Who’d do something like this?

Maybe the boy’d picked up a hitchhiker. Maybe an escaped prisoner from Sing-Sing down in Ossining. But then why would he leave the car? Maybe it
an accident. He’d been hunting with a friend, the gun went off and the other boy panicked. But, no, the
deputy realized. That couldn’t be it. Not with three separate wounds.

He walked in a slow circle, looking for obvious clues, but he knew the sheriff would take charge of that and call the county in too. Then he realized he was just stalling, not wanting to make the call to report it.

The sun shot off the slanted window, a dove called from deep in the moist forest. The deputy walked slowly back to the car, praying he wouldn’t be the one elected to tell the boy’s parents.

Chapter 18

remembered Janine.

“Oh, hell.”

Sam looked up. Probably thinking that he’d pointed the muzzle of the single-shot, break-action shotgun the wrong way or hadn’t remembered one of the firearm safety rules Pellam had told him.

For the past couple hours they’d been plinking away with shotguns. Occasionally Pellam would throw a can or two into the air and Sam, sweating with the effort, would calculate the lead. Pellam noticed the determination on the boy’s face. Once he overheard Sam mutter something as he fired. “Ned” was what it sounded like. Pellam had asked him what he’d said but he just shook his head and said, “Can you throw another one please?”

“Got to call it quits, son,” Pellam now said. “I’ve got an errand back in town.”

Inside the kitchen Sam said, “Mom, you should’ve seen me.”

“I did. I was watching out the window.”

“How’d I do, Mr. Pellam?”

“Did good, really good,” Pellam said. “You’ve got to clean your weapon, Sam. But I’ve got to run to town.
We’ll do it when I get back.” He looked at Meg and there must have been something in his words or—goddamn it, was he blushing? He looked at her coy smile and said, “You mind dropping me in town and I’ll bring the camper back?”

“Hey,” Sam said, his high voice cracking into an even higher register. “Can I come?”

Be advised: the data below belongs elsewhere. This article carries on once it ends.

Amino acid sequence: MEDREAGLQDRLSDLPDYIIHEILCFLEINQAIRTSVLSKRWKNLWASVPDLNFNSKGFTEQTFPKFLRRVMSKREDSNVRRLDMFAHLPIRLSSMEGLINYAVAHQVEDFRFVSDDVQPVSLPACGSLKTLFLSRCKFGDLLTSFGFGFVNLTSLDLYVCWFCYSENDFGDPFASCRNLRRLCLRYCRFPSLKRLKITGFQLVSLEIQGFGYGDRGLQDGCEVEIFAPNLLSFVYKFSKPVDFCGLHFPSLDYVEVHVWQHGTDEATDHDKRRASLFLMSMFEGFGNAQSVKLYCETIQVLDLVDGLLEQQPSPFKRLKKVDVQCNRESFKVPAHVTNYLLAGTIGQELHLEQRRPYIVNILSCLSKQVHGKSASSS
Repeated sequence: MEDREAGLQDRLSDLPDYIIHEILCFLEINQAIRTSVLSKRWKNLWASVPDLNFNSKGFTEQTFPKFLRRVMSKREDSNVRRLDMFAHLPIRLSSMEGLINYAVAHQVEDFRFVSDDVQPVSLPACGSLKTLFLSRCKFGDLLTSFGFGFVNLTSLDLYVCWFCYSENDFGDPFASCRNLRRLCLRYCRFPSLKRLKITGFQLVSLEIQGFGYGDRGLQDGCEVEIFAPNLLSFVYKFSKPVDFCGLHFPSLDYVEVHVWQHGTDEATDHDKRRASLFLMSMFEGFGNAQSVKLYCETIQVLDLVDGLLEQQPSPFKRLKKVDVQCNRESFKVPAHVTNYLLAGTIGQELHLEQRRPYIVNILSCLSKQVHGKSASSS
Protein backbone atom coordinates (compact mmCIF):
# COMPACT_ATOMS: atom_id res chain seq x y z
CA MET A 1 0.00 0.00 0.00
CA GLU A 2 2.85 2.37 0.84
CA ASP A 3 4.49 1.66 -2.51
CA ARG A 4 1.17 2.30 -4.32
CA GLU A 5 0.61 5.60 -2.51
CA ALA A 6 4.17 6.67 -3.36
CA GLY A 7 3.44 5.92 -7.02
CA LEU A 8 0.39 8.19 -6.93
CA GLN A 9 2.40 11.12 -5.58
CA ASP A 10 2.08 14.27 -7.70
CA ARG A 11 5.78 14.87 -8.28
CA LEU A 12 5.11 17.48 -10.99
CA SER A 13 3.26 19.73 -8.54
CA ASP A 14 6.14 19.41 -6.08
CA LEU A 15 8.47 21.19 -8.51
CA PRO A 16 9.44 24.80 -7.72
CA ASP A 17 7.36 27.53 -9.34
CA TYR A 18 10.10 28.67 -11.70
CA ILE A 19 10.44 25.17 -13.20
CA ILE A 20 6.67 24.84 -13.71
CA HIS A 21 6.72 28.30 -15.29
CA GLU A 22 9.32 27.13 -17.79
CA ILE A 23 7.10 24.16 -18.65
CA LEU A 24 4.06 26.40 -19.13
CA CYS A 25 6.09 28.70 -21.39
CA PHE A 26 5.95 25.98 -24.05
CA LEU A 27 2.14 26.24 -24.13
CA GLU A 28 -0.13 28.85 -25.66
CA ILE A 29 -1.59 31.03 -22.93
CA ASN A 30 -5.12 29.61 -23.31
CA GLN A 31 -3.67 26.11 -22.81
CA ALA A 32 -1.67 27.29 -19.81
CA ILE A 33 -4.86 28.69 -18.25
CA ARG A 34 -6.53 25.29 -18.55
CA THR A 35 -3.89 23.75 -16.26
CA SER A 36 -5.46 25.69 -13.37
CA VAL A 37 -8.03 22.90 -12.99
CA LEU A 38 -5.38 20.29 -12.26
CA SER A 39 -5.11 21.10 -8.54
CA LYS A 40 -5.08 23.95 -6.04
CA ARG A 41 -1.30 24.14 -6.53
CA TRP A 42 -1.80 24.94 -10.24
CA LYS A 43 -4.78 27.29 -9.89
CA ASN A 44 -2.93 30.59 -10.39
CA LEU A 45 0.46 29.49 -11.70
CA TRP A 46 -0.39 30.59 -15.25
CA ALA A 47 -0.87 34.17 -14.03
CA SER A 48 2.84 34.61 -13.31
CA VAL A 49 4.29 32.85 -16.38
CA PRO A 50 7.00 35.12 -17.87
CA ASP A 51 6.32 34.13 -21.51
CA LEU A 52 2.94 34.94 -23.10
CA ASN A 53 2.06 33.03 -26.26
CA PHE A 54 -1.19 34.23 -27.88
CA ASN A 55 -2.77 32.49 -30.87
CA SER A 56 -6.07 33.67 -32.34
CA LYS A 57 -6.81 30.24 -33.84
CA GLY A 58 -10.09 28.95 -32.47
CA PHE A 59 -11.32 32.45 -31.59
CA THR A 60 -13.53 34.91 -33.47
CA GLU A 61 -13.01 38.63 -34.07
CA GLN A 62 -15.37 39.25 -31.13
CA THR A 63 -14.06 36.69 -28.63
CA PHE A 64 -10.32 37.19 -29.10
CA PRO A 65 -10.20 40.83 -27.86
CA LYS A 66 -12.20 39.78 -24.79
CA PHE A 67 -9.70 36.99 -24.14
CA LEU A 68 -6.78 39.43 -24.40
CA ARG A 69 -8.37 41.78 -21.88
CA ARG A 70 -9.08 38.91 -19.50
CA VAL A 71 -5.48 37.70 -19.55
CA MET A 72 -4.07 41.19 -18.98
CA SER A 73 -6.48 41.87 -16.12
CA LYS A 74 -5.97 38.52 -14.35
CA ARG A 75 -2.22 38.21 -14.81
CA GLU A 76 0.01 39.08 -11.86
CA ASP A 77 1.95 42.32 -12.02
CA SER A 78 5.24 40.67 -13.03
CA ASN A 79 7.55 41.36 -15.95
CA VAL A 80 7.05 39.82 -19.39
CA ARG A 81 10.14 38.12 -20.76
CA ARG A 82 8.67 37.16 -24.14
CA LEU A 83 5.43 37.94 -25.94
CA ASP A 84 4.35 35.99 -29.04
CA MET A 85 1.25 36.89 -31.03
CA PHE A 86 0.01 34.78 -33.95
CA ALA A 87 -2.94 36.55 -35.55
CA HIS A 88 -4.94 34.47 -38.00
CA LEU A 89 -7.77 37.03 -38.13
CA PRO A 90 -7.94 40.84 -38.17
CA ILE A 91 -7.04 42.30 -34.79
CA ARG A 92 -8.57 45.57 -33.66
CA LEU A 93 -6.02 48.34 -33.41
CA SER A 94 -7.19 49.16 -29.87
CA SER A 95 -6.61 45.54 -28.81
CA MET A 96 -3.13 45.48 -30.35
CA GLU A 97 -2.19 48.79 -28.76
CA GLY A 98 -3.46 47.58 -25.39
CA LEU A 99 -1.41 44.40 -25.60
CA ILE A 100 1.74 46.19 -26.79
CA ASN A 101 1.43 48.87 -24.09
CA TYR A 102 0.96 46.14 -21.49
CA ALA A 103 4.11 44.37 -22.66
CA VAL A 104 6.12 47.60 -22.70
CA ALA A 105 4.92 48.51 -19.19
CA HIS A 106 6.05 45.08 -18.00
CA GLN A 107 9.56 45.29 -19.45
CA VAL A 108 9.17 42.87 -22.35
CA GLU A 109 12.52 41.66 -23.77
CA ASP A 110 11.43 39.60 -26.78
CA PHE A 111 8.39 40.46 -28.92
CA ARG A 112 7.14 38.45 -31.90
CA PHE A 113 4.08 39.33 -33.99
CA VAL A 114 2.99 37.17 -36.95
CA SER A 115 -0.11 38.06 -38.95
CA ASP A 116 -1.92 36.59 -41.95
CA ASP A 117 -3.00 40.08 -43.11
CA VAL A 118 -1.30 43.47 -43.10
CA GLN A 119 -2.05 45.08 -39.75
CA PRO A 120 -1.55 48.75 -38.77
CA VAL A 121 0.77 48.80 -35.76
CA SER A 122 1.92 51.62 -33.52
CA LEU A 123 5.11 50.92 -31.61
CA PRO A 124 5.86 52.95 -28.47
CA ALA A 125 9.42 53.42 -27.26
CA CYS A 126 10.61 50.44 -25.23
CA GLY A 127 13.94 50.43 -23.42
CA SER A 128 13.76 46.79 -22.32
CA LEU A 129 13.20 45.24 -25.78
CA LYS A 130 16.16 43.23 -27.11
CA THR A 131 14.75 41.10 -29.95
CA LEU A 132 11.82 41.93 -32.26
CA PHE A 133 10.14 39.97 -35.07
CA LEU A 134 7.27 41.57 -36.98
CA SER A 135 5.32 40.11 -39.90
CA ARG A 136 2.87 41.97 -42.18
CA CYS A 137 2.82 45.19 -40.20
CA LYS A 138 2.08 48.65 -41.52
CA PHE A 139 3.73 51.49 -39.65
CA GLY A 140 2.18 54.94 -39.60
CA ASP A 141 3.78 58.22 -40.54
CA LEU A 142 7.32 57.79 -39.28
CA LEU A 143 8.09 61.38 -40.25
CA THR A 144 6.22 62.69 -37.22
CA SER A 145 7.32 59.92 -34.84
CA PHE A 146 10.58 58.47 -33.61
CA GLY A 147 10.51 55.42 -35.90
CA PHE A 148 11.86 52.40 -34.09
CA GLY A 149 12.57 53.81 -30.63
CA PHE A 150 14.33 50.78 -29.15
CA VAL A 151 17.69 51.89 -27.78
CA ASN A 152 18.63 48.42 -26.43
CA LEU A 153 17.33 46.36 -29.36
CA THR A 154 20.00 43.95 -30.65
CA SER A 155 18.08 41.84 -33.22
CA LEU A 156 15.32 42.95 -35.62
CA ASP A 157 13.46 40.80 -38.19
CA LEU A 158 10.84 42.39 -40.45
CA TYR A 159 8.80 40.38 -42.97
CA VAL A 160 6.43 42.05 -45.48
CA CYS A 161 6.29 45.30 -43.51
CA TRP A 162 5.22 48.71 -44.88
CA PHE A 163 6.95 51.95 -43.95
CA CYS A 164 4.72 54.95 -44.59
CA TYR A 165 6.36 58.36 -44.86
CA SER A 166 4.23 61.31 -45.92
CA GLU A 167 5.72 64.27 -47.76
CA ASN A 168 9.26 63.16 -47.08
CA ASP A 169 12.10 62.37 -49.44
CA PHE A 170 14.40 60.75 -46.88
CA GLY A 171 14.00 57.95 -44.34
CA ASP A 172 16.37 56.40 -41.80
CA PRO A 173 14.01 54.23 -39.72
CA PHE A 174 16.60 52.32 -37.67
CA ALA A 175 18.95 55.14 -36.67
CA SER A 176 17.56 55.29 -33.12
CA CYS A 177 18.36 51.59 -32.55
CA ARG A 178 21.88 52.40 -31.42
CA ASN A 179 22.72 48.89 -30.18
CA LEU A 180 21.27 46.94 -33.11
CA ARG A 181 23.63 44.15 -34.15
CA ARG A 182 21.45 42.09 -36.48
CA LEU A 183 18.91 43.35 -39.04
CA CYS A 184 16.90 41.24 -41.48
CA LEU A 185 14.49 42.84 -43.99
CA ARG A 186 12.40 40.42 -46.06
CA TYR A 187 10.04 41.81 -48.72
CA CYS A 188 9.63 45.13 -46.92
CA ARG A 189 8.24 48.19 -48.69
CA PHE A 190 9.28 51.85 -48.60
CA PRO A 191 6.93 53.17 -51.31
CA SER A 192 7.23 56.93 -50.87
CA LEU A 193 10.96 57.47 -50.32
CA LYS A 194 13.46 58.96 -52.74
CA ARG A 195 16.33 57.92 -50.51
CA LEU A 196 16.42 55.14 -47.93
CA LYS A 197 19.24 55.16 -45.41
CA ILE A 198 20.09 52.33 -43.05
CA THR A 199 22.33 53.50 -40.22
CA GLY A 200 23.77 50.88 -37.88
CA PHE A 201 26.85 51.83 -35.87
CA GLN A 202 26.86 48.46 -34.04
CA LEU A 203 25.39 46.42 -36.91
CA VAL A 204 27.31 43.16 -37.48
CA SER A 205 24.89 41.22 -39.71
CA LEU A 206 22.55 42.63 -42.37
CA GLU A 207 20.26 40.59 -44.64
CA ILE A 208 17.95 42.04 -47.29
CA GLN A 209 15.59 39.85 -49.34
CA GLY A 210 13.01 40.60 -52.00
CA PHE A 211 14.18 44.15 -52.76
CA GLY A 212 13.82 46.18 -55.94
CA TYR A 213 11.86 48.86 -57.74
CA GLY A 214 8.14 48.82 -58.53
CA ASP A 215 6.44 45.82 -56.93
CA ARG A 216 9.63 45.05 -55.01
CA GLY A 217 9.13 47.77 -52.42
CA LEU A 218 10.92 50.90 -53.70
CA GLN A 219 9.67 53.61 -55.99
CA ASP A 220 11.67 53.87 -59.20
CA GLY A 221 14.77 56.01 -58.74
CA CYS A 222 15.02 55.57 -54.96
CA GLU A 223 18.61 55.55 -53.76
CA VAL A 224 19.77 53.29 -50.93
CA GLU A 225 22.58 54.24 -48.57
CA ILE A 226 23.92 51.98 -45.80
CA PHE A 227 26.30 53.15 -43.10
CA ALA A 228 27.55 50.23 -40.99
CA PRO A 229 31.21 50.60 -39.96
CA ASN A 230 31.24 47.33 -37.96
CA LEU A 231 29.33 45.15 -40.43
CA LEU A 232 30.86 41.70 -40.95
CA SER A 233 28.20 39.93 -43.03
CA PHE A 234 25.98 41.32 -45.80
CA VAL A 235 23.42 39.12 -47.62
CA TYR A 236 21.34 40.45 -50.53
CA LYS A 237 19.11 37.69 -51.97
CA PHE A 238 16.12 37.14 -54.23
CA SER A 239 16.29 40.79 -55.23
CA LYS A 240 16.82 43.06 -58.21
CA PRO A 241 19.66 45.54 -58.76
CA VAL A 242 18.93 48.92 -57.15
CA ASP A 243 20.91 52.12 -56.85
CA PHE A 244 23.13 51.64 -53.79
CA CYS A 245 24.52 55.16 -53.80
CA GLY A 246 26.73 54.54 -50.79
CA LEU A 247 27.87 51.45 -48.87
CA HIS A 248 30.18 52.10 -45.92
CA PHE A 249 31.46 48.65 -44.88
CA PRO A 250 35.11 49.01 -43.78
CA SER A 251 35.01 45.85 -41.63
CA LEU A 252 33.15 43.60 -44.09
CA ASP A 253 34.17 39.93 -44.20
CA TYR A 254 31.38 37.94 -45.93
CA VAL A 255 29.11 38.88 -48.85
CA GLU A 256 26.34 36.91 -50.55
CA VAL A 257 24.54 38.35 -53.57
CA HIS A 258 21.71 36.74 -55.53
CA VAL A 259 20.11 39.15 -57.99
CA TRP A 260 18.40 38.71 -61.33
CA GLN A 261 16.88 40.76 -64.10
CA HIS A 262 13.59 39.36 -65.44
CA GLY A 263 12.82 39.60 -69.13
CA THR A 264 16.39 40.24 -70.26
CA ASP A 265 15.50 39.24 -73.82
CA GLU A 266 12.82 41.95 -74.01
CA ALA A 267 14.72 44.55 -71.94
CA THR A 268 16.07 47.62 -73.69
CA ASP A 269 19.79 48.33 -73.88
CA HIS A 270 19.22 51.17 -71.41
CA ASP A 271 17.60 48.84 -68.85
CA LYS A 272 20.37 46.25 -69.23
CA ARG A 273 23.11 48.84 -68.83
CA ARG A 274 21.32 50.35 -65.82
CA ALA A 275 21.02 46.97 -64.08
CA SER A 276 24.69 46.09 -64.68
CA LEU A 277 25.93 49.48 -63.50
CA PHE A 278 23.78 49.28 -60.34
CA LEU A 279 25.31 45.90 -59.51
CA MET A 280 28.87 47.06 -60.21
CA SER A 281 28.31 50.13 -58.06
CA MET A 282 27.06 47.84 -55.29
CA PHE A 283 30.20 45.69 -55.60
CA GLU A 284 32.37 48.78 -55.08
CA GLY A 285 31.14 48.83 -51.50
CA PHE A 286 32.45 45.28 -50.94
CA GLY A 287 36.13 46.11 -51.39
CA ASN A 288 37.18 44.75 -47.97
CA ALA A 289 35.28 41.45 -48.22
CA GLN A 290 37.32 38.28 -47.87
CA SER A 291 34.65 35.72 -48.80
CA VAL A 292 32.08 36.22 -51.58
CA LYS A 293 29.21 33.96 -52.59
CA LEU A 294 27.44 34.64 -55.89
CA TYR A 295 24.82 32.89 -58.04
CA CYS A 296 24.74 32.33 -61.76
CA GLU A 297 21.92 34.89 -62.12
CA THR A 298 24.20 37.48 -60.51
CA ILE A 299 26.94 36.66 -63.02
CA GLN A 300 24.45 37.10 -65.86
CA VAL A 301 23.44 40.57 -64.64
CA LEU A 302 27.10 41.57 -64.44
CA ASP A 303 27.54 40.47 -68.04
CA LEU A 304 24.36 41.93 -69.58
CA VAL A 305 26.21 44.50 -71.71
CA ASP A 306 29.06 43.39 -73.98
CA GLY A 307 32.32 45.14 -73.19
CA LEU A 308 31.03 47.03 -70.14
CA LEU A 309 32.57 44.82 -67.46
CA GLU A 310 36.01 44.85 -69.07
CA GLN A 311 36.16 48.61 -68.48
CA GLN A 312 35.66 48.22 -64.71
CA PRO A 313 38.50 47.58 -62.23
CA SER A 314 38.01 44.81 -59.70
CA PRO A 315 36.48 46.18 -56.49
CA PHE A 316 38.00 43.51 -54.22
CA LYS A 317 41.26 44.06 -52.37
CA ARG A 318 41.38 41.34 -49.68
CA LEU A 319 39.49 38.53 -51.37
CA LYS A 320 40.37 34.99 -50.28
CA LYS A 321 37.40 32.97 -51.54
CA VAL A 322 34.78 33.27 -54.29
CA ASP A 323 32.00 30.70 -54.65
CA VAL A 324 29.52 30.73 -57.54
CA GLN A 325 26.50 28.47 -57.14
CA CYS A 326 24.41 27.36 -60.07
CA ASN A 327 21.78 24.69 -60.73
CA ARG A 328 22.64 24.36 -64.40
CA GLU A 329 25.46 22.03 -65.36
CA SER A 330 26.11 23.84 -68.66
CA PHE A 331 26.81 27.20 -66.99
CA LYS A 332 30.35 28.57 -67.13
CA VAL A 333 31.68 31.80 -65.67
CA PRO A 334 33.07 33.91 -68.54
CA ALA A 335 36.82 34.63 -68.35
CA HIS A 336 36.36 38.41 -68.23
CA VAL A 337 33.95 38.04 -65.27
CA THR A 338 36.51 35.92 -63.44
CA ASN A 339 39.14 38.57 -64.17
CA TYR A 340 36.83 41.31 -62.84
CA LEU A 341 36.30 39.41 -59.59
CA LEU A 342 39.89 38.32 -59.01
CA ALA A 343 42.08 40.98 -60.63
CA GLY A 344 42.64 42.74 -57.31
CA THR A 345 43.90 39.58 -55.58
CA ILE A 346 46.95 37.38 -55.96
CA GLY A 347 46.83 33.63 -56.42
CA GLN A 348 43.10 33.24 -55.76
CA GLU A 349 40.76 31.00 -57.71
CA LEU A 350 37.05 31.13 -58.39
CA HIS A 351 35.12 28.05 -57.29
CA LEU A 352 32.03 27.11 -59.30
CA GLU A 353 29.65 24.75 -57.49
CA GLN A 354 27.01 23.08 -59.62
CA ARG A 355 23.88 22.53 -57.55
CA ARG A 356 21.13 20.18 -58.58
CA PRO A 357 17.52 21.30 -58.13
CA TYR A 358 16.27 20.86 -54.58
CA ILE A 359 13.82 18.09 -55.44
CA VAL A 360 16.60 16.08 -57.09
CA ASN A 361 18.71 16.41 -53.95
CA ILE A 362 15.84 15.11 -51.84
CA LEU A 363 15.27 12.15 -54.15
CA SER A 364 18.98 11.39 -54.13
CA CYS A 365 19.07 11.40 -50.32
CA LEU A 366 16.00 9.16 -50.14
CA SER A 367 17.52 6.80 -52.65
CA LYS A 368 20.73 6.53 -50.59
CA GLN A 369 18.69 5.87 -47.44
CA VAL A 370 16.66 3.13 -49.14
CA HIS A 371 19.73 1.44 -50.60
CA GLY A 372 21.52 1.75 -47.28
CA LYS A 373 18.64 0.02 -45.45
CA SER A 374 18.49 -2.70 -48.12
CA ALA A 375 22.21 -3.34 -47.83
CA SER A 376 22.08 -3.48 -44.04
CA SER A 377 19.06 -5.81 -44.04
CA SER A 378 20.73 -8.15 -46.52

Meg smiled sweetly, “Oh, and can I come too?”

“Probably better if you didn’t.”

She let him swing for a minute then said, “Maybe you’ve got some other friends in town. Some people I don’t know.”

“Shouldn’t take more than fifteen minutes.”

Meg smiled innocently. “Fifteen? That’s pretty fast.”

He gave her an exasperated glance.

The phone rang.

Meg kept her eyes on Pellam as she made a slow turn and walked to it.

“Hi, hon. . . . Aw, no. Come on. What? Problems?”

“Hi, Daddy!” Sam shrieked, jumping for the phone. “I shot a hundred cans . . .”

Meg winced and waved him down. “I’m making a roast. You can’t make it?” She sighed. “Okay. All right. We’ll save some for you. Love you.”

“Bye, Daddy!”

To Pellam she said, “He’s in a bind at the plant. He’s got to work most of the night. Sunday, can you believe it? He said he’ll be back at eleven. . . . So we eat
à trois.”

Sam said, “What’s that, Mom? Sounds yucky.”

“It means there’ll be three of us for dinner.”

“Oh, I thought it was this weird food you were
going to make.” To Pellam he said, “Mom makes this totally strange stuff sometimes. All slippery—”


“. . . and these gross colors.”

“Young man, that’s enough.”

“And her apple butter . . .” He headed for the porch. “It starts out brownish. Then it gets kind of green.”

“Sam—” Meg began good-naturedly.

Pellam asked Meg, “So, how ’bout that ride?”

“Let’s go.”

Pellam called to Sam, “Don’t clean that gun till I get back, young man.”

“Yessir. And then it goes all grayish. Yuck. . . .”

a block away from the camper.

She turned to him but before she could say anything he preempted her. “You don’t talk about flower children, I won’t talk about apple butter.”

She laughed hard. “See you soon.” This was a moment when he might’ve kissed her. But instead he just climbed stiffly out of the tiny car—his wounds still hurt—and walked quickly to the camper. Inside a light was on. He opened the door. Inside, Janine sat motionless, looking down.

She turned to him. “Bastard.”

“I’m sorry. I ran into some trouble last night and—

“Bastard.” What she was talking about, though, wasn’t his being late but the screenplay of
To Sleep in a Shallow Grave.
The binder was open and she’d read most of it.